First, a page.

#198 ~ Worship in Wormwood Scrubs

I need redemption for my soul. 

It is not that when man has lost all else, he finds God. It is when his ‘world’ is stripped away and the fragility of Life is exposed in such brutality that he realises he needs God. Needs comfort, needs Love and in his weakness needs strength. He needs Hope and a Future. And not just for himself. The men in Wormwood Scrubs prison, incarcerated, shackled, confined to their cells and the mundanity of the bleak brick walls and razor barbed wire trimmings that top their concrete jungle, created by former convicts in 1875, didn’t just pray for themselves. It was for the hope for their families. Their wives and kids.

Within the bleakness of condemnation, the promise of redemption can be found not in looking outwards, but inwards. Into that secret place within their hearts, where God won’t relent until he has everything, has their lives and shows them how he can change, shape, remould them.

The quote that begins this post was the first thing an inmate asked my colleague when we went into the prison this sunday to help run a church service. Talk about a call to prayer. Reeling from the request, my friend set to work. Asking for redemption for the inmates soul, because the prisoner, speaking frankly, every possible facade that the outside world delivers as Christmas present having been ripped and gouged off his face, for forgiveness for his guilt.

I am guilty. If guilt were a perfume I’d reek of it. Not necessarily the guilt of outright murder. But the guilt of coveting other people’s looks/talents/lives/houses/husbands/boobs/smiles/grades – I’m sure you’ve desired your neighbours ass/hairline/job at some point. But I never asked, even in jest, for redemption for my soul because I’m living in guilt. I’m not aware of the pong that covers me in an odorous display of vain glory.  I don’t believe it’s there.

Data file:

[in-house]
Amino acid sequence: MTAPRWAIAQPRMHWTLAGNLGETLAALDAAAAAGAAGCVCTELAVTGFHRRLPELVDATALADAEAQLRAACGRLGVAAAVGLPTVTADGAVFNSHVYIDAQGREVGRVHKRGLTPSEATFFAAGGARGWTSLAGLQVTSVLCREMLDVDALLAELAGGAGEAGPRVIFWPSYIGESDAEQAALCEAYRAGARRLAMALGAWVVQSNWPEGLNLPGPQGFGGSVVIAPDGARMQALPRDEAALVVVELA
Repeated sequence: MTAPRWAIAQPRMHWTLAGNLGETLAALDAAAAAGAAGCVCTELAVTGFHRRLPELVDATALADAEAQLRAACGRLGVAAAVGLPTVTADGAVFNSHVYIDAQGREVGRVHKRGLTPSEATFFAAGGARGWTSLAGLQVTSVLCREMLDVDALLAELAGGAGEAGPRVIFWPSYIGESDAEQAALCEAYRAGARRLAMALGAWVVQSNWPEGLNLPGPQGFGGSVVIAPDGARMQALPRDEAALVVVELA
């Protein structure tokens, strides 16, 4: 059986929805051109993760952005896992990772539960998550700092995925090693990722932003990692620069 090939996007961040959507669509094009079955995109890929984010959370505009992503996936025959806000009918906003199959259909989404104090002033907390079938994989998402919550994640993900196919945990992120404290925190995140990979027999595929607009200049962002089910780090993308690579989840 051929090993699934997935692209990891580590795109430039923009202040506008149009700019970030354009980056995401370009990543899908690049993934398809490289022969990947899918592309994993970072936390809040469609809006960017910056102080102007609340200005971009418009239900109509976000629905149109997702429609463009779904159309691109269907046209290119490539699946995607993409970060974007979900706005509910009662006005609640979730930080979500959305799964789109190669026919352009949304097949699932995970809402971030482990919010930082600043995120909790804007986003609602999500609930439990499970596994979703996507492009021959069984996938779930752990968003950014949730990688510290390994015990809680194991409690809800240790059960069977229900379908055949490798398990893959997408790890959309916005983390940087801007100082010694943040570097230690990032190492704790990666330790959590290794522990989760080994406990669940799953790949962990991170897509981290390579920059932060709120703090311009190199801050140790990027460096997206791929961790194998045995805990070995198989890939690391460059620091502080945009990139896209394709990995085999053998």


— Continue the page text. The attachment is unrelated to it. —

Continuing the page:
I live, incarcerated in my four by four brick walls, trimmed off by the Sky satellite dish and poor guttering. Cyber fetters devour my flesh, varieties of plastic compounds clothe my skin like translucent straight jackets giving me the appearance of movement.

These men were crying out for a taste of the outside. But not the outside world we inhabit. The Outside, that is outside of man-made creation, and inside the divine Creation, the pure form, where there is hope and a future of more. More than these chains and brick walls, whatever material they are made from.

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3 thoughts on “#198 ~ Worship in Wormwood Scrubs

  1. Boye says:

    Or perhaps they were “crying” for this simply because they were incarcerated and that was one thing they could get freely? How many of the inmates that have their Damascean conversions continue in that path of faith when freed from prison?

  2. Kéhindè says:

    I don’t know. But perhaps they loose faith when they leave because the Outside doesn’t see God as being real, and therefore ridicules and oppresses them into that mindset. Prisoners first desire is to assimilate and reintegrate, and faith is such an easy target to alienate. There is a freedom in isolation which is lost when one is thrust back into community – especially if that community is alien to them.

  3. Boye says:

    That would suggest they never really had it. The outside world is powerful indeed but not so powerful that it would wrench away that which truly belonged to a person in the first place. For them to lose their faith, they must have had doubt, fear and perhaps never really had it. To paraphrase someone close to us both, it is not fasting if you do not eat because you have no food.

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